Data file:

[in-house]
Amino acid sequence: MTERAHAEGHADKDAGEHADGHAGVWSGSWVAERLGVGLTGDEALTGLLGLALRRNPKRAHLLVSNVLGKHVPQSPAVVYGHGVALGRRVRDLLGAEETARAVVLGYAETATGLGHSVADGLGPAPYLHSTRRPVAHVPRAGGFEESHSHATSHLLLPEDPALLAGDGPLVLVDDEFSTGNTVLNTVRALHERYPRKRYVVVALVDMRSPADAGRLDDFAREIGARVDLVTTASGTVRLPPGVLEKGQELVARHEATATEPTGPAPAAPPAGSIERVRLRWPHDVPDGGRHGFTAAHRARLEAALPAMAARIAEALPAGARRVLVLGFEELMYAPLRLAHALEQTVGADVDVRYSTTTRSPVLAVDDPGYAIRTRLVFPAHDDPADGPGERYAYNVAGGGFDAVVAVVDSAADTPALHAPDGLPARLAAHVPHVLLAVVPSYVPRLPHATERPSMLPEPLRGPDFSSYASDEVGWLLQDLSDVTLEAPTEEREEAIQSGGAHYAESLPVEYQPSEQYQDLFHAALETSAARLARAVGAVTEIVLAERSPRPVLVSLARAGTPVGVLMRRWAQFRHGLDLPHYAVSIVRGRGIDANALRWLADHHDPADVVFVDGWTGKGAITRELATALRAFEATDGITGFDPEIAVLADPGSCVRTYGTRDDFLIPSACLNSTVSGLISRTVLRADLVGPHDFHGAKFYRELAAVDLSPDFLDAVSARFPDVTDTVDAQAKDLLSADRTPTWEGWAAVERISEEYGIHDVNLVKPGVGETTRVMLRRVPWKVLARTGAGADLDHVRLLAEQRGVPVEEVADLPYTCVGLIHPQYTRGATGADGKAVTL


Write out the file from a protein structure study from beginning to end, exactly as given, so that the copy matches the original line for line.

[in-house]
Amino acid sequence: MTERAHAEGHADKDAGEHADGHAGVWSGSWVAERLGVGLTGDEALTGLLGLALRRNPKRAHLLVSNVLGKHVPQSPAVVYGHGVALGRRVRDLLGAEETARAVVLGYAETATGLGHSVADGLGPAPYLHSTRRPVAHVPRAGGFEESHSHATSHLLLPEDPALLAGDGPLVLVDDEFSTGNTVLNTVRALHERYPRKRYVVVALVDMRSPADAGRLDDFAREIGARVDLVTTASGTVRLPPGVLEKGQELVARHEATATEPTGPAPAAPPAGSIERVRLRWPHDVPDGGRHGFTAAHRARLEAALPAMAARIAEALPAGARRVLVLGFEELMYAPLRLAHALEQTVGADVDVRYSTTTRSPVLAVDDPGYAIRTRLVFPAHDDPADGPGERYAYNVAGGGFDAVVAVVDSAADTPALHAPDGLPARLAAHVPHVLLAVVPSYVPRLPHATERPSMLPEPLRGPDFSSYASDEVGWLLQDLSDVTLEAPTEEREEAIQSGGAHYAESLPVEYQPSEQYQDLFHAALETSAARLARAVGAVTEIVLAERSPRPVLVSLARAGTPVGVLMRRWAQFRHGLDLPHYAVSIVRGRGIDANALRWLADHHDPADVVFVDGWTGKGAITRELATALRAFEATDGITGFDPEIAVLADPGSCVRTYGTRDDFLIPSACLNSTVSGLISRTVLRADLVGPHDFHGAKFYRELAAVDLSPDFLDAVSARFPDVTDTVDAQAKDLLSADRTPTWEGWAAVERISEEYGIHDVNLVKPGVGETTRVMLRRVPWKVLARTGAGADLDHVRLLAEQRGVPVEEVADLPYTCVGLIHPQYTRGATGADGKAVTL